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Boer War prisoners: life at Deadwood camp

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Bizarrely, a Google search for St Helena stories throws up one from an American newspaper, The New Oxford Item, published in 1902. Although historians are probably familiar with this kind of material, it makes interesting, accessible reading on the island’s days as one of the world’s first concentration camps (the Nazi’s made the term notorious, but some like to point out that such prisons were invented by the British during the Boer War). Some of today’s islanders are descended from men who lived at Deadwood camp.

Here are a few extracts:

“There are at present nearly 5,000 Boer War prisoners. As the island only covers an area of 47 square miles, it was not felt advisable to increase the number of prisoners there.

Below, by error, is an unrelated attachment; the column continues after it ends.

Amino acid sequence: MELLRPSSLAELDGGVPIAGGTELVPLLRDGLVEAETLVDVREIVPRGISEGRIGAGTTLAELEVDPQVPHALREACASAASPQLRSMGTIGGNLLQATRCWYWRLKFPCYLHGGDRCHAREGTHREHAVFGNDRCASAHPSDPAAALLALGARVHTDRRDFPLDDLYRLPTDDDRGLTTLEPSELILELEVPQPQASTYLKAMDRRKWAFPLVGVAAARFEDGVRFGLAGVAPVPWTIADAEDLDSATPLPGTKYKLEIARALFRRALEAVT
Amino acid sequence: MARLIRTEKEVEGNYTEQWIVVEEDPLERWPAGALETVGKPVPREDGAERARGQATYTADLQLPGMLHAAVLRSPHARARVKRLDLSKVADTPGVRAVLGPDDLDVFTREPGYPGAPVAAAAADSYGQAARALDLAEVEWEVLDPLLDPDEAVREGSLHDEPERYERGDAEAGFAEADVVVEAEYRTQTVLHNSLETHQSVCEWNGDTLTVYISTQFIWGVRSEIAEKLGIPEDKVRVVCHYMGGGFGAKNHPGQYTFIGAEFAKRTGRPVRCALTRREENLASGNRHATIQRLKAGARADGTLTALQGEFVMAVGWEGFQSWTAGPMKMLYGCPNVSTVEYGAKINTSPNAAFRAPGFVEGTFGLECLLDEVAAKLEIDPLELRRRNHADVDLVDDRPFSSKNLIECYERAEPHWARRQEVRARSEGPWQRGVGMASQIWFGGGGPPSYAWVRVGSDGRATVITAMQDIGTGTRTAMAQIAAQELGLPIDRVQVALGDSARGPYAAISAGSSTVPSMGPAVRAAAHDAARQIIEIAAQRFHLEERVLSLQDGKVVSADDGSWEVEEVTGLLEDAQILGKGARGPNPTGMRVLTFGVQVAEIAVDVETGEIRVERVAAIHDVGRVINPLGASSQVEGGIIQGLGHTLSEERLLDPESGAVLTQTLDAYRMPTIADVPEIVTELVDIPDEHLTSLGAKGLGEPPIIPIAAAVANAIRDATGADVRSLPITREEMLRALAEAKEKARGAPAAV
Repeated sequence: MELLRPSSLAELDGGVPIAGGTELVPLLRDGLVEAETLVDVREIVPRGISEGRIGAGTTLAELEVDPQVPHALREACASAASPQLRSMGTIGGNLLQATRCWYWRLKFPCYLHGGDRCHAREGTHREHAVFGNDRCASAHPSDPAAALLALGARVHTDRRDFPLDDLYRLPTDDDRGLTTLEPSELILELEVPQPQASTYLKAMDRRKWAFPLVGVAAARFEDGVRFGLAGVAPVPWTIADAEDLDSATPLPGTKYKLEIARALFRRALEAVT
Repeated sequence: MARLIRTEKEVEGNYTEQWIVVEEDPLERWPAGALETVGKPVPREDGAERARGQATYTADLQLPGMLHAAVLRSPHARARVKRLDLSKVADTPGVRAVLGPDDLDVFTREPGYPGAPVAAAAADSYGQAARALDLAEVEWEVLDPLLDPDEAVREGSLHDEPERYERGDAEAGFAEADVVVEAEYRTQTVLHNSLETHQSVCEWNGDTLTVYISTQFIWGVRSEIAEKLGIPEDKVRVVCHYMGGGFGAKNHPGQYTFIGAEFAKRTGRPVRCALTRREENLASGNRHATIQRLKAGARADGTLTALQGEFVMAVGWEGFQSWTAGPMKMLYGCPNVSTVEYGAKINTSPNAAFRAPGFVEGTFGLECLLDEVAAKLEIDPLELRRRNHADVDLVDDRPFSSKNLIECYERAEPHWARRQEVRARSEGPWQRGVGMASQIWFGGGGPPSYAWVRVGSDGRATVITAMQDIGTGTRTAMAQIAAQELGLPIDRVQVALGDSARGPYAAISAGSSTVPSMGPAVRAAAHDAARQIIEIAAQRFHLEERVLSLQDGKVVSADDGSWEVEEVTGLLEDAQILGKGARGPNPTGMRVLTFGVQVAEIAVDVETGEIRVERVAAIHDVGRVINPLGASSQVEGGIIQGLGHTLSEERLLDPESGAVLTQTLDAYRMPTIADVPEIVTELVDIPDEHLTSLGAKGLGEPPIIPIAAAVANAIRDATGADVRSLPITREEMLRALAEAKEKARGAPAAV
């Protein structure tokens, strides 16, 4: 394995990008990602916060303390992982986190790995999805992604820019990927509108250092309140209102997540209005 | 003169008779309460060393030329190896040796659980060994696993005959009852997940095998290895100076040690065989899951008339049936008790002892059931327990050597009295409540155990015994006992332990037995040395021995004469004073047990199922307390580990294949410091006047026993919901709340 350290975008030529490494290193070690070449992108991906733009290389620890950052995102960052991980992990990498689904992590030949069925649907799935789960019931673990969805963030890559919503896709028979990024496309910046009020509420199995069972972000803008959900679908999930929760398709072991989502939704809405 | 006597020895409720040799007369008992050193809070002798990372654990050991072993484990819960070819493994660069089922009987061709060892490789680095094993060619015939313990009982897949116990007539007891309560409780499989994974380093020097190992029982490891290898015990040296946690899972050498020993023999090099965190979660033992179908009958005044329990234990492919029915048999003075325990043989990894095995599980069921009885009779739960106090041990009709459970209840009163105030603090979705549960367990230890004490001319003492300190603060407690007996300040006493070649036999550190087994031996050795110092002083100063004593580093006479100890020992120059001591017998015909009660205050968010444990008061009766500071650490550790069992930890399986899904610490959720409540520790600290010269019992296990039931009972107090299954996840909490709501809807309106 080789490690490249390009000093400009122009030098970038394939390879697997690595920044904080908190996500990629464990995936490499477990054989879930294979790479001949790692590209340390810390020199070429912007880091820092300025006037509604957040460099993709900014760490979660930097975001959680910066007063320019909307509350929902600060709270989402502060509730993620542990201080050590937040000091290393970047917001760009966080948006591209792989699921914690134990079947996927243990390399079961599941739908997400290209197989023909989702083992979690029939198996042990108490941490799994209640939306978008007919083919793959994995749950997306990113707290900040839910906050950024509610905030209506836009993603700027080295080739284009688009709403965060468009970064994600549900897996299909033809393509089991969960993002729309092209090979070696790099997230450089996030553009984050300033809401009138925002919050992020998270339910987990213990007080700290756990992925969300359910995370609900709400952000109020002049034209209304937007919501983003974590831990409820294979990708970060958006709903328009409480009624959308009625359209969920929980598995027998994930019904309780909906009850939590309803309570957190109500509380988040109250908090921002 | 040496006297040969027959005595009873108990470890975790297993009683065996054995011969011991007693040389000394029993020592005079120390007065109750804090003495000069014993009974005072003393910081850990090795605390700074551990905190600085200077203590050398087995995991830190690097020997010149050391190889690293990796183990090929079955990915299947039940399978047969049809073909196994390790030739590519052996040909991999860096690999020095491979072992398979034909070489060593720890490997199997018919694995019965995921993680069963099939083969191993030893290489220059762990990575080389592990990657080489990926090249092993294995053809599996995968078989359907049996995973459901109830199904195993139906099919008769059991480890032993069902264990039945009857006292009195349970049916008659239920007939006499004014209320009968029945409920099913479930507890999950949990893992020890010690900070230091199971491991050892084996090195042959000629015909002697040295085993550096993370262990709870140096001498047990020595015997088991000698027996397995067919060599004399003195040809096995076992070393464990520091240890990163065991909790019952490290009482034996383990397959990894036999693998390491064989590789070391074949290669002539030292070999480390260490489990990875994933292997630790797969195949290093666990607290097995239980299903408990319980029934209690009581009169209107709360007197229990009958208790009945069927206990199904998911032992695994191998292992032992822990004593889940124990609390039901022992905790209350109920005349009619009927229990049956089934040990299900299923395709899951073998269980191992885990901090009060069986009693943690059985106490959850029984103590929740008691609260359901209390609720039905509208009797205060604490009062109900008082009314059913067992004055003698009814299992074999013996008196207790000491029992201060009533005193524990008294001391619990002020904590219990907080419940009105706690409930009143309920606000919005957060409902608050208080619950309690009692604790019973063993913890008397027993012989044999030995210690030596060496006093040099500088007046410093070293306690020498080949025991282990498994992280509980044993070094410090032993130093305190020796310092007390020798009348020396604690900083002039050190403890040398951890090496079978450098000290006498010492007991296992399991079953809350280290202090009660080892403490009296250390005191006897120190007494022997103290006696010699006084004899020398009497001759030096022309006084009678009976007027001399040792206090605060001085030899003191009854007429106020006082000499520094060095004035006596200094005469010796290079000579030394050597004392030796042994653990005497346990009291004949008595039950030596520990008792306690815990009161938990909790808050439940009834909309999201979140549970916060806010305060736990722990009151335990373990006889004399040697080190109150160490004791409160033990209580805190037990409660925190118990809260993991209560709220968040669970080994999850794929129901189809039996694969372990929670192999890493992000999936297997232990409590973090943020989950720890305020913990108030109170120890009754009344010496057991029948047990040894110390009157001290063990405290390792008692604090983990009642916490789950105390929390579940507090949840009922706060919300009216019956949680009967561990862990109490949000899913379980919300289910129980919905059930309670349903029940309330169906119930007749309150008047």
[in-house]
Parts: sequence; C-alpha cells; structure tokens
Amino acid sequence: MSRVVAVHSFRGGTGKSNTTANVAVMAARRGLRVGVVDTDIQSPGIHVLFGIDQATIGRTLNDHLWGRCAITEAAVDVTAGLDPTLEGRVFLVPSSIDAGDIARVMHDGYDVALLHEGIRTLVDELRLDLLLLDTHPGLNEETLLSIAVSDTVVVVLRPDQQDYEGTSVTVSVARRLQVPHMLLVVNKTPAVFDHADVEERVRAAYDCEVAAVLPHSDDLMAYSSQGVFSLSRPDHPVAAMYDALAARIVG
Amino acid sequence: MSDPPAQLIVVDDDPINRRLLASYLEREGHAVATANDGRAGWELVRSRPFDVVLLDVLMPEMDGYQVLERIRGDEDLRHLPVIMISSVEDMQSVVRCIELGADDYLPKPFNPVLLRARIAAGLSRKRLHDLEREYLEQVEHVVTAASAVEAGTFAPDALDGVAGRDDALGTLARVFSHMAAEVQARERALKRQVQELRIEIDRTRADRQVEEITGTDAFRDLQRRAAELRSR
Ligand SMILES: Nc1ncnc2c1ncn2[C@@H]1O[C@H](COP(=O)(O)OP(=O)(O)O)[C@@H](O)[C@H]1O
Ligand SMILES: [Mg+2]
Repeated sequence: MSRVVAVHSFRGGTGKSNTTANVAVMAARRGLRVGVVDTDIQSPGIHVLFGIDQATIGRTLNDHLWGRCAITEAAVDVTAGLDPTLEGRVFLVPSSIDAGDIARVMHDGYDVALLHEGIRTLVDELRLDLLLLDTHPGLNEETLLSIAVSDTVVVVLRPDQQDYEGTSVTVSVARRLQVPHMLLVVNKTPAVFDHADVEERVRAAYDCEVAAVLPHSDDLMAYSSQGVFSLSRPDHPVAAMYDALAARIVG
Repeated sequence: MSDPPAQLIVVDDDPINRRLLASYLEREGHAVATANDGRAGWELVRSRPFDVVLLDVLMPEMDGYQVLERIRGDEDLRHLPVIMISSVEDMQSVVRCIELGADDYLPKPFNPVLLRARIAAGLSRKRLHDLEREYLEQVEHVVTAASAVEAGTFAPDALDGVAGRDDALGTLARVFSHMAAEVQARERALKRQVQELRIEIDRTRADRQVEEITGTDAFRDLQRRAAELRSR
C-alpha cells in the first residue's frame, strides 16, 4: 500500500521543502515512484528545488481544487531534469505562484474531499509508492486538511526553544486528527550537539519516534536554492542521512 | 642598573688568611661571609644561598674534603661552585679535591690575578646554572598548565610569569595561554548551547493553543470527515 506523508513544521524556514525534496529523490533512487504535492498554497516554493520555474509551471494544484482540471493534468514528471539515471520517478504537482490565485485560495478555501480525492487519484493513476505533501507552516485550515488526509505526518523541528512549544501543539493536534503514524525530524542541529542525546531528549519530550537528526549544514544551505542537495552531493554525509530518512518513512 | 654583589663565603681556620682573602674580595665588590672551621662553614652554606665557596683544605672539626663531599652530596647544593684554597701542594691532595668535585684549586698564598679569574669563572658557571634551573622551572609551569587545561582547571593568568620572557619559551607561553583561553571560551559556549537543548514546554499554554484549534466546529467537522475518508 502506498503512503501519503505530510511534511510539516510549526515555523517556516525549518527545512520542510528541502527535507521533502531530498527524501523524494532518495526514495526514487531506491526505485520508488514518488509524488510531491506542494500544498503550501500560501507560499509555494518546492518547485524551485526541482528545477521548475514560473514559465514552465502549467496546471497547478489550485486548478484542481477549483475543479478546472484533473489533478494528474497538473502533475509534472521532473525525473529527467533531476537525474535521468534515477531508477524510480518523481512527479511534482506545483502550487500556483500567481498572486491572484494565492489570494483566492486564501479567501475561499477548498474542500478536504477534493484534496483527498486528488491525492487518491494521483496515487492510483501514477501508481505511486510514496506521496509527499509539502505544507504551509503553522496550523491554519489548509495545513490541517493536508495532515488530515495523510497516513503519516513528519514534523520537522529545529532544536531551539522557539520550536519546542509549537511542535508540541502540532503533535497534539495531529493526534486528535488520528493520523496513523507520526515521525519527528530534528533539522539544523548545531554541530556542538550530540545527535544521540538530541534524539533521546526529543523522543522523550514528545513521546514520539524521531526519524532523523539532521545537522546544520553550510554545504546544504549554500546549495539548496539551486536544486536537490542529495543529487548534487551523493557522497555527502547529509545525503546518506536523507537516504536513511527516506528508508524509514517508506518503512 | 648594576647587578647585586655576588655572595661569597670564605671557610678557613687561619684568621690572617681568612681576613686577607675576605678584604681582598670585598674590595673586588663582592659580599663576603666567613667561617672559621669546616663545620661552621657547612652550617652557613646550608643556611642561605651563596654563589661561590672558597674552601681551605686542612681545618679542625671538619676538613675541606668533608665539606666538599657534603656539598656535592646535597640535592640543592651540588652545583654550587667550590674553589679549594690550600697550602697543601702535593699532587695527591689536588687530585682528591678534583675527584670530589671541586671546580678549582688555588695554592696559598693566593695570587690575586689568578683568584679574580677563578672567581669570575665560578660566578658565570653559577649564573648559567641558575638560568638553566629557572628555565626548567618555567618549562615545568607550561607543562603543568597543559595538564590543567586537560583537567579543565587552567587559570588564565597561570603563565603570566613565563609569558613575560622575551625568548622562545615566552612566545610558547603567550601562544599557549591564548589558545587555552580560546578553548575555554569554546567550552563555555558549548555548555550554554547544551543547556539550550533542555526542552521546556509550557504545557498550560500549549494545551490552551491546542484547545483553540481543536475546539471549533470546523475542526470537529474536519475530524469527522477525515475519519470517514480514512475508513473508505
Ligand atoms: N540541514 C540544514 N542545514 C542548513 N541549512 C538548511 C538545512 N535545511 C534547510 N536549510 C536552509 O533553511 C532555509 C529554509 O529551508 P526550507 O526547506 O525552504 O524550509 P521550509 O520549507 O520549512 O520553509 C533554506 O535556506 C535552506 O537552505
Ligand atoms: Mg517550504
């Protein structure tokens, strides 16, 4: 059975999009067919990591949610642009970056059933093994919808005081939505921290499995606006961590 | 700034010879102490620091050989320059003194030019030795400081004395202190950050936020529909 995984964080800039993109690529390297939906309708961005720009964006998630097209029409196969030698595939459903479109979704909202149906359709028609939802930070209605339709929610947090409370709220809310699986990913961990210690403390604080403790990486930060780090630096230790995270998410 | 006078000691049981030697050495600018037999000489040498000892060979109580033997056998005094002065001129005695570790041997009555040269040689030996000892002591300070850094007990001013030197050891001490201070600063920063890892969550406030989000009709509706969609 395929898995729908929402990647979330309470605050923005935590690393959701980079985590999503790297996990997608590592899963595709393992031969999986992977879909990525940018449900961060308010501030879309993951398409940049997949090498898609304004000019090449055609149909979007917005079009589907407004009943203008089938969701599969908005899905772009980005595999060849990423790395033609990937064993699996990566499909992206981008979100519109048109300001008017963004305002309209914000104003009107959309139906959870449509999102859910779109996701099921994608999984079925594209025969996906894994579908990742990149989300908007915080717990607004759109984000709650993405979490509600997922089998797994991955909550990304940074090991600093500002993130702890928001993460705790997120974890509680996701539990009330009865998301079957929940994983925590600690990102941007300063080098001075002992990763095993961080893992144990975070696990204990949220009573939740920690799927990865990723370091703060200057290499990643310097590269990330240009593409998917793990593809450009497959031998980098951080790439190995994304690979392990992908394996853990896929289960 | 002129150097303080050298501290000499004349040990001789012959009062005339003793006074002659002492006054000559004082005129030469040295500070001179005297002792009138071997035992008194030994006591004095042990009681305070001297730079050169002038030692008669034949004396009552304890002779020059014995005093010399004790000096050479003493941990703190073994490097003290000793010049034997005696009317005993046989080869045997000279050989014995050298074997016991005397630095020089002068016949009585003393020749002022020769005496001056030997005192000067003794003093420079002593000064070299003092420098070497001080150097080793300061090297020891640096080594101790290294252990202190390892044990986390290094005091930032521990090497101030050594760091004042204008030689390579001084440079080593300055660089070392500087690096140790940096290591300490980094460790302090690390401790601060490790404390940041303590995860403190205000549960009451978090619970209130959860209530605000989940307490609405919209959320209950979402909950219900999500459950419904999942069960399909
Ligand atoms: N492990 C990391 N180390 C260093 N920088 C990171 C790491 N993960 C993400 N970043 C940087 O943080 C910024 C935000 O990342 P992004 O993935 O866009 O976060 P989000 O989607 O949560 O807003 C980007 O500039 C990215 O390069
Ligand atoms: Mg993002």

“The men in each camp are astir by 7.30 am, and within less than an hour the smoke of the campfires is ascending. The Boers take it in turns to do the cooking, but when one prisoner shows a particular aptitude in the culinary department he is kept there, and relieved from the round of camp duties.

“The strictest rules are enforced to preserve the sanitary conditions of the camps and bathing parades are of frequent occurrence.

“At Deadwood Camp, some 4,500 Boers are incarcerated. The treatment accorded to them is of a generous character, but all the prisoners complain of their enforced idleness. General Cronje’s… wife is tortured with the belief that the English want to burn her husband and herself.”

Read the full story here.

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